Cash-strapped NOPD gets an extra $4 million

The New Orleans Police Department - scraping for every nickel it can get - on Friday got millions from the city.

The city got a nearly $8 million windfall thanks to two new Walmarts, Costco, Mid-City markets and improved tax collections.

"We are doing better in the current year than revenue estimates first estimated," said Deputy Mayor Andy Kopplin.

With the "new" money, the Landrieu administration is proposing the return of $4 million previously taken from the NOPD.

"We can use this money for cars, computers, body cameras," said interim Superintendent Michael Harrison.

But council members raised concerns about dismal usage rates for camera equipment already purchased by the NOPD, saying they're hesitant to put good money after bad.

"Some districts like the Seventh and Eighth had a 100 percent non-functional rate, in other districts, those cameras were working," said Councilwoman Susan Guidry.

Harrison said part of the problem is officer pushback, part of it is old equipment and a lack of computer storage space. He also said that sometimes officers can't turn them on.

"There are instances where we don't want them on, to tell us about a drug dealer," said Harrison.

But some questioned whether officers should get any discretion.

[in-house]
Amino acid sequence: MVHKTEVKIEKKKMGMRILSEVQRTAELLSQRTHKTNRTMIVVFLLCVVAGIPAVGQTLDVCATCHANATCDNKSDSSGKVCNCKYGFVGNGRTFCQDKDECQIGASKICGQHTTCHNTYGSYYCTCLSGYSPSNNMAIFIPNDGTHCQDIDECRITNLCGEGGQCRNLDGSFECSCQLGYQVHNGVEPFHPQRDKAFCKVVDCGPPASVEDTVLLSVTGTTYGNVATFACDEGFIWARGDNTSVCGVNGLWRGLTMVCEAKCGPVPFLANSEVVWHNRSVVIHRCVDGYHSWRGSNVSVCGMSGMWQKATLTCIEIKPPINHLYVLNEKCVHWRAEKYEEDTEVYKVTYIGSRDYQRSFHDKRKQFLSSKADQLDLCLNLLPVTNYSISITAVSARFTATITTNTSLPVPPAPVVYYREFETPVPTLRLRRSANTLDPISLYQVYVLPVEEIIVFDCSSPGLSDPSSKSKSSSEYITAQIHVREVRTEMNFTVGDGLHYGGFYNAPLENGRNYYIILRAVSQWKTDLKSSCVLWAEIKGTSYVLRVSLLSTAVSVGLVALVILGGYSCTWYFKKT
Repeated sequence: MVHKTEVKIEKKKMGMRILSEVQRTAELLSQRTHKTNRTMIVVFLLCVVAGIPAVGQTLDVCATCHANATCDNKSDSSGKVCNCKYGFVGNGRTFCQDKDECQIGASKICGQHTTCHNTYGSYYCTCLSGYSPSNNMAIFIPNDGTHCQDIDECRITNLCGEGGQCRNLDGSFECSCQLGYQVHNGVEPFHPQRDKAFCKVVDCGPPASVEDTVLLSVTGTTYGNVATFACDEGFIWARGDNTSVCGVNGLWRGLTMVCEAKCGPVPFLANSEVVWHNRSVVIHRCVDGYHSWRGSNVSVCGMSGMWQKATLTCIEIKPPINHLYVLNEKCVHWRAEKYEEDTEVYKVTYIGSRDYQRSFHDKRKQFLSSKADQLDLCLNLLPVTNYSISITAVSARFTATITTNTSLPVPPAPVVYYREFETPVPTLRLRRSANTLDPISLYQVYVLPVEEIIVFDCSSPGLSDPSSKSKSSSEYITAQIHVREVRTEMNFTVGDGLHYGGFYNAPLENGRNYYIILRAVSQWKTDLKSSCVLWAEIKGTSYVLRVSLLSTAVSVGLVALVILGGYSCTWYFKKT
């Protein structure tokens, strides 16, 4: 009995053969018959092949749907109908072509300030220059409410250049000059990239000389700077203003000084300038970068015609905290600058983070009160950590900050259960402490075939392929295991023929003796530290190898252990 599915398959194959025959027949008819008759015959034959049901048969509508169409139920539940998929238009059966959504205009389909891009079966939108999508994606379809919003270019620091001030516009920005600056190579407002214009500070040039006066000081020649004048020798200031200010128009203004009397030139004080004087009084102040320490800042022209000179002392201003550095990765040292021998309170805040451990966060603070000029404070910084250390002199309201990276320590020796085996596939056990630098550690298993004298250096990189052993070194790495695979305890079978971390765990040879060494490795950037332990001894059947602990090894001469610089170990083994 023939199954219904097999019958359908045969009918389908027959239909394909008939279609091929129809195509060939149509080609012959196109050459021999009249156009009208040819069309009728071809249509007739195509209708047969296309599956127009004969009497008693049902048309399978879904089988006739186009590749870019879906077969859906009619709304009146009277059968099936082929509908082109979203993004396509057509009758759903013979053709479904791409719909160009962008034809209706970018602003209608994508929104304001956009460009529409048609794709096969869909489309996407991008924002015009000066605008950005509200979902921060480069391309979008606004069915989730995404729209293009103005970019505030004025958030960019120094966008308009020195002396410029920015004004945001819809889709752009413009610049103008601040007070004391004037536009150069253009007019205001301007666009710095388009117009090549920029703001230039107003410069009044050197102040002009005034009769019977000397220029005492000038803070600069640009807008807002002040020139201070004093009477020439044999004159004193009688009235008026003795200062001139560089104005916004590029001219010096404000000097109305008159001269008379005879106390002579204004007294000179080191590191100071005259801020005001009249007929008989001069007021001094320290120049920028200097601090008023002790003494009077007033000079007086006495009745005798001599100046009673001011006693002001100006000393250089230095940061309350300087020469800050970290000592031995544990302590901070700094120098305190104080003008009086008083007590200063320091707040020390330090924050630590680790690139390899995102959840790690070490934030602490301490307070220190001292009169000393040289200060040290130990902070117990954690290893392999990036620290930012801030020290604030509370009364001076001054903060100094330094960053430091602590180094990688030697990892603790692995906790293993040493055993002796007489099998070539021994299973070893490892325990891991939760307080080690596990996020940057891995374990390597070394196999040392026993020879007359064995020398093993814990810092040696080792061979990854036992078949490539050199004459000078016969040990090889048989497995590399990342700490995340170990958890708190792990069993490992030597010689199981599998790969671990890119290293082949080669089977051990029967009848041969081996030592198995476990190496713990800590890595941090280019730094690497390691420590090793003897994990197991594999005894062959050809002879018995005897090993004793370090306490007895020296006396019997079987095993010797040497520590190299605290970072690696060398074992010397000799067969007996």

"I'm frightened when he says he wants to give an officer the right to turn on and turn off a camera," said law enforcement activist Norris Henderson.

Council members were assured that new servers to store camera images will help, and the interim chief said he would discipline officers who failed to turn the cameras on.

"If you don't use it, you will force me to be the chief of police," said Harrison.

The Landrieu administration says it would like to spend the money soon, and has asked the council to put approval on a fast track.

In addition to the $4 million going to the NOPD, the city has also proposed giving an extra $2.6 million to pay for court-ordered firefighter fire pension benefits. Firefighters say it's not enough in the face of a $17 million court order.

"Y'all not doing what the judge ordered," said Terry Hampton with the firefighters' association. "You're just kicking the can another month."

The city is also proposing to use an extra $1.2 million for the mental health care of Orleans Parish inmates being housed at the Hunt Correctional Center.

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